Beyond the question of suffrage, the Nineteenth Amendment raised the issue of what it would take for women in America to achieve equal citizenship. The meaning of both the Nineteenth Amendment and equality for women remain especially contested in broader conflicts about abortion—and of how those conflicts have changed in fundamental ways in the decades since Roe v. Wade. For some time, fetal rights were pitted against the kinds of concerns about equality for women that drove reformers to seek the vote in 1920. But Continue reading →

Working Mothers and the Postponement of Women’s Rights from the Nineteenth Amendment to the Equal Rights Amendment

The Nineteenth Amendment’s ratification in 1920 spawned new initiatives to advance the status of women, including the proposal of another constitutional amendment that would guarantee women equality in all legal rights, beyond the right to vote. Both the Nineteenth Amendment and the Equal Rights Amendment (ERA) grew out of the long quest to enshrine women’s equal status under the law as citizens, which began in the nineteenth century. Nearly a century later, the ERA remains unfinished business with an uncertain future. Suffragists advanced different visions Continue reading →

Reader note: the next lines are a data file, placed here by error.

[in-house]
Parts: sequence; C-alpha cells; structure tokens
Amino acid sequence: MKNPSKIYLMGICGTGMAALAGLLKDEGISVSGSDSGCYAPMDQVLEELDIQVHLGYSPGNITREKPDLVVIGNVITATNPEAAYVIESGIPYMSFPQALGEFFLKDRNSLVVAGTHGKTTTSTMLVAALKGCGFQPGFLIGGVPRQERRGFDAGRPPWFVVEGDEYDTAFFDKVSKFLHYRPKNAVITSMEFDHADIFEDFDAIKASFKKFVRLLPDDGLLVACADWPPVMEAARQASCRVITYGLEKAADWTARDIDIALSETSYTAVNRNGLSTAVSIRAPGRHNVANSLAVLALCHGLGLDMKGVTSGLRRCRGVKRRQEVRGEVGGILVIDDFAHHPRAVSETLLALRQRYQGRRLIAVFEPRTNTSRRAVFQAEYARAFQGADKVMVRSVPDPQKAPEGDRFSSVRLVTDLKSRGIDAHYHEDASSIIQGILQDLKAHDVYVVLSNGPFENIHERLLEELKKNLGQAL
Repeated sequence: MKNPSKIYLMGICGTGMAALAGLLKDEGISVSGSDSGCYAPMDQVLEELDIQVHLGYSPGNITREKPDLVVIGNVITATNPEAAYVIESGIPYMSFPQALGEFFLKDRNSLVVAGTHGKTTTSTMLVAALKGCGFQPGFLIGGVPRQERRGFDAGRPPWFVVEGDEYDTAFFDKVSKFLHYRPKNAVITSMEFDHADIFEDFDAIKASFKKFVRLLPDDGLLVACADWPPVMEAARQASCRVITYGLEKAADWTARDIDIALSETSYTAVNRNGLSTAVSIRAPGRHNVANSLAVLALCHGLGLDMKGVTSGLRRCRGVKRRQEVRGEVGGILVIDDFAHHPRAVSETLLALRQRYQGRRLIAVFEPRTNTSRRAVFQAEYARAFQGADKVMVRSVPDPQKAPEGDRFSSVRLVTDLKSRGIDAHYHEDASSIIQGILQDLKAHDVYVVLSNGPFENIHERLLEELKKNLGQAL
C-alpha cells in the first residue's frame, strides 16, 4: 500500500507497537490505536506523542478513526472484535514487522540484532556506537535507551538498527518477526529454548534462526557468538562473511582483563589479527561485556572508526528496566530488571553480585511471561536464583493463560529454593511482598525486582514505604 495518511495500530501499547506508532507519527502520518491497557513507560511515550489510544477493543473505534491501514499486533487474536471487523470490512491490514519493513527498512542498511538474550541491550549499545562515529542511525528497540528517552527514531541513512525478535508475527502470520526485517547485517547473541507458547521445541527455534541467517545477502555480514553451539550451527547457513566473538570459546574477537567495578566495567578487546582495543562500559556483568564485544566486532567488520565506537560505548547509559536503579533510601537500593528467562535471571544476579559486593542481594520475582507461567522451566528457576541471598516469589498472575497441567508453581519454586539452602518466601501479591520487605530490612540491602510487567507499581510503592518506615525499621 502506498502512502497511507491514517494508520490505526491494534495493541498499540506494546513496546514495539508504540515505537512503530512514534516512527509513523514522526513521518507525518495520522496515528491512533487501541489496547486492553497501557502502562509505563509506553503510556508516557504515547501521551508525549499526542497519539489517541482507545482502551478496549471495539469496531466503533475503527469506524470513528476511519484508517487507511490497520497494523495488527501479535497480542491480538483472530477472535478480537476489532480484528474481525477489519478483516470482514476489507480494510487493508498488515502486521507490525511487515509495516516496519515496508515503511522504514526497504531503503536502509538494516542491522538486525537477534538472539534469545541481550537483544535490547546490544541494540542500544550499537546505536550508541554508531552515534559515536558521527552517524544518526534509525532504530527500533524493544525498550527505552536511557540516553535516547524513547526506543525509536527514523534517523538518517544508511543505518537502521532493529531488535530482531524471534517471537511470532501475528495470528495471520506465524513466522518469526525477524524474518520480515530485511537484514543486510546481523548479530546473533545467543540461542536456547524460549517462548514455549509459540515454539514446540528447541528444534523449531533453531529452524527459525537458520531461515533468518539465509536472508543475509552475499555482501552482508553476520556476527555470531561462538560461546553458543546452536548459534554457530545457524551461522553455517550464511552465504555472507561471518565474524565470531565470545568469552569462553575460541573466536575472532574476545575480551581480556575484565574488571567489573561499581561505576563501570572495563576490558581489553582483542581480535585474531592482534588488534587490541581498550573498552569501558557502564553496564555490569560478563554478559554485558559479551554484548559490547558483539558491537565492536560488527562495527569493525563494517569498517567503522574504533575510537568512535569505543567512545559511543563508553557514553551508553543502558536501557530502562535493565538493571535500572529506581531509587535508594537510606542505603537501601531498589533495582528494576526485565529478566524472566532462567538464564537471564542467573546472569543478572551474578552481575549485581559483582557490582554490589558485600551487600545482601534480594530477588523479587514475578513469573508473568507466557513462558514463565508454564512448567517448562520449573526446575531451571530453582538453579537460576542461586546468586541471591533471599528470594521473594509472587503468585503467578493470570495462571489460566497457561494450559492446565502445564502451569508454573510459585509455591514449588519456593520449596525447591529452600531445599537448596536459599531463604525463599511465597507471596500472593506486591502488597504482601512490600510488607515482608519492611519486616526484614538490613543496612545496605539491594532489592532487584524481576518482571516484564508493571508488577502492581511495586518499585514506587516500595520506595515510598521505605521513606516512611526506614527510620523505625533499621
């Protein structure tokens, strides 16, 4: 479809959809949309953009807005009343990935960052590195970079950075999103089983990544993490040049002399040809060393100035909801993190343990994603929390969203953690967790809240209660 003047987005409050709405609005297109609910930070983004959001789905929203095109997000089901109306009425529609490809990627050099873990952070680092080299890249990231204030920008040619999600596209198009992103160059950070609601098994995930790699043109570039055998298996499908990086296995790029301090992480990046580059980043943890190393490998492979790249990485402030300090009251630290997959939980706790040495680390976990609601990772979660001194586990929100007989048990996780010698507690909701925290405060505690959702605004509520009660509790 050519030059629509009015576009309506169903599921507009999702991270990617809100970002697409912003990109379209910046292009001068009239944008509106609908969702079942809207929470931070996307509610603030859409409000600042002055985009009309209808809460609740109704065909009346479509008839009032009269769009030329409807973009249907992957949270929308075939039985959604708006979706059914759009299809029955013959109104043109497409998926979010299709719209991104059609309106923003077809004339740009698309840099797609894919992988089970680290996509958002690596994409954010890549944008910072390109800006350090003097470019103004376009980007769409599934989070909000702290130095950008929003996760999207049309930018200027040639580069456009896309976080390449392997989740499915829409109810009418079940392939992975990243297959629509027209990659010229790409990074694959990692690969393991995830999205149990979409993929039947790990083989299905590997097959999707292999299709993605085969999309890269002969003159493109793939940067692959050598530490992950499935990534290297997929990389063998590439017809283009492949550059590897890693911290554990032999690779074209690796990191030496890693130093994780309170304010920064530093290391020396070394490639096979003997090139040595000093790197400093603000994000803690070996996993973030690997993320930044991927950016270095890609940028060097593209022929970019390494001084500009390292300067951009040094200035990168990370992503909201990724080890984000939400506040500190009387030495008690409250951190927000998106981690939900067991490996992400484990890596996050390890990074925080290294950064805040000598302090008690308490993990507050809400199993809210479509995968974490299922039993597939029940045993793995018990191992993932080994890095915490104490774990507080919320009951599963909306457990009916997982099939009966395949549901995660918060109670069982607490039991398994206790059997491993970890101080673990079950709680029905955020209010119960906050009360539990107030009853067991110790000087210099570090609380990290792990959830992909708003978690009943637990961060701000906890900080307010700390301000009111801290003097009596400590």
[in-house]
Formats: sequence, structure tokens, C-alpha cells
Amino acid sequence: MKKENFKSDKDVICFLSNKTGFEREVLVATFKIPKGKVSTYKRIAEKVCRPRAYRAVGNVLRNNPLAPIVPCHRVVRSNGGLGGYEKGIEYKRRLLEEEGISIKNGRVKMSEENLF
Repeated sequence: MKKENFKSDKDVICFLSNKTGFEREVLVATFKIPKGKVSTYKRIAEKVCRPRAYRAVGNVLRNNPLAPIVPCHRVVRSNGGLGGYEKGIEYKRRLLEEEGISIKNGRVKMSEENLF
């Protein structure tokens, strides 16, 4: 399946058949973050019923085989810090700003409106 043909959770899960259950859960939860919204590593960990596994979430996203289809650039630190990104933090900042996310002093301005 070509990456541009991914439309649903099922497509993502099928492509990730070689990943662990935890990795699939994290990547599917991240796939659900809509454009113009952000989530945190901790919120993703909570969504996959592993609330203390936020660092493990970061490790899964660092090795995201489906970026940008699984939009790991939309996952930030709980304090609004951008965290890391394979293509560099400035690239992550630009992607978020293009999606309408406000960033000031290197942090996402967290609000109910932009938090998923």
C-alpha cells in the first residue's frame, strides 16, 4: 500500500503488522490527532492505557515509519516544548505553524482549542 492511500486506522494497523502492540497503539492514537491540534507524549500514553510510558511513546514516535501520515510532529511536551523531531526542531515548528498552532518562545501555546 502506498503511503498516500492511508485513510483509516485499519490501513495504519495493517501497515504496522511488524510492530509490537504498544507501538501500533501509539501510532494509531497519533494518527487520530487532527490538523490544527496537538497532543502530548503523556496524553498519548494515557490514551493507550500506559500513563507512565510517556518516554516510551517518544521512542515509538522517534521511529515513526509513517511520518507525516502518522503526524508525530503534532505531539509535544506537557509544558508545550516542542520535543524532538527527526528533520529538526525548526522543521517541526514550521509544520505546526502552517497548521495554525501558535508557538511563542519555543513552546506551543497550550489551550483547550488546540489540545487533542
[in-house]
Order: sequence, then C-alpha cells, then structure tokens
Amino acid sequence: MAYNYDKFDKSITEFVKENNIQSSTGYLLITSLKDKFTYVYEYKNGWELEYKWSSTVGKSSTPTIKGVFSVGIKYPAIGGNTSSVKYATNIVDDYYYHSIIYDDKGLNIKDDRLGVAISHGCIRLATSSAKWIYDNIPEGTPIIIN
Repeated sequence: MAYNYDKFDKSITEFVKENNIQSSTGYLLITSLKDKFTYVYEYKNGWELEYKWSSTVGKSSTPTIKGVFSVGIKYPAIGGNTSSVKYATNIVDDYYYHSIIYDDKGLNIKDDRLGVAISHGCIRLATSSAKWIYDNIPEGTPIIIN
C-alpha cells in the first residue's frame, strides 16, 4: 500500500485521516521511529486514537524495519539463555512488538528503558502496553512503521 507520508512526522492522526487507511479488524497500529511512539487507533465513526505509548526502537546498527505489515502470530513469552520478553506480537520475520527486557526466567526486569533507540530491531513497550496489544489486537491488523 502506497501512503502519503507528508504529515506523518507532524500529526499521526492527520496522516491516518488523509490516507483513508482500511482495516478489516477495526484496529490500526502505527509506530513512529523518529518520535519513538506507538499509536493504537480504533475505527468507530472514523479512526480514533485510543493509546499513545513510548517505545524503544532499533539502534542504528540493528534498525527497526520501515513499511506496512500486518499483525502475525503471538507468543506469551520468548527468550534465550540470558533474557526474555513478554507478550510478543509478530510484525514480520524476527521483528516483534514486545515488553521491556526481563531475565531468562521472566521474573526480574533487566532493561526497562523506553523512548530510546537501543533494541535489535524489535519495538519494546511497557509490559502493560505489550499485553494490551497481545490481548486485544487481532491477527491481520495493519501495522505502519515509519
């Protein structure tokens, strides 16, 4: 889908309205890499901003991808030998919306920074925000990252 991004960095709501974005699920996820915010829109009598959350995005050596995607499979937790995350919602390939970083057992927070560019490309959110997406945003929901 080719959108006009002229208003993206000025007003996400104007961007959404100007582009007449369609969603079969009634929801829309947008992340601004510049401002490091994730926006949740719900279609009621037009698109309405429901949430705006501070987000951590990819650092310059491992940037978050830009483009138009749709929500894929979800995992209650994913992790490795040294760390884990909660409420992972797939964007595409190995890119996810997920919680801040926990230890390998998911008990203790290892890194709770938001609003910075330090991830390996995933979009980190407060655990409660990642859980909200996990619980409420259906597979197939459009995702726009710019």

The Political (Mis)Representation of Immigrants in Voting

Who is a member of the political community? What barriers to inclusion do immigrants face as outsiders to this political community? This Essay describes several barriers facing immigrants and naturalized citizens that impede their political belonging. It critiques these barriers on the basis of immigrants and foreign-born voters having rights of semi-citizenship. By placing naturalization backlogs, voting restrictions, and reapportionment battles in the historical context of voter suppression, it provides a descriptive and normative account of the political misrepresentation of immigrants. PDF: Chen* and Knapp,** Political (Mis)Representation Continue reading →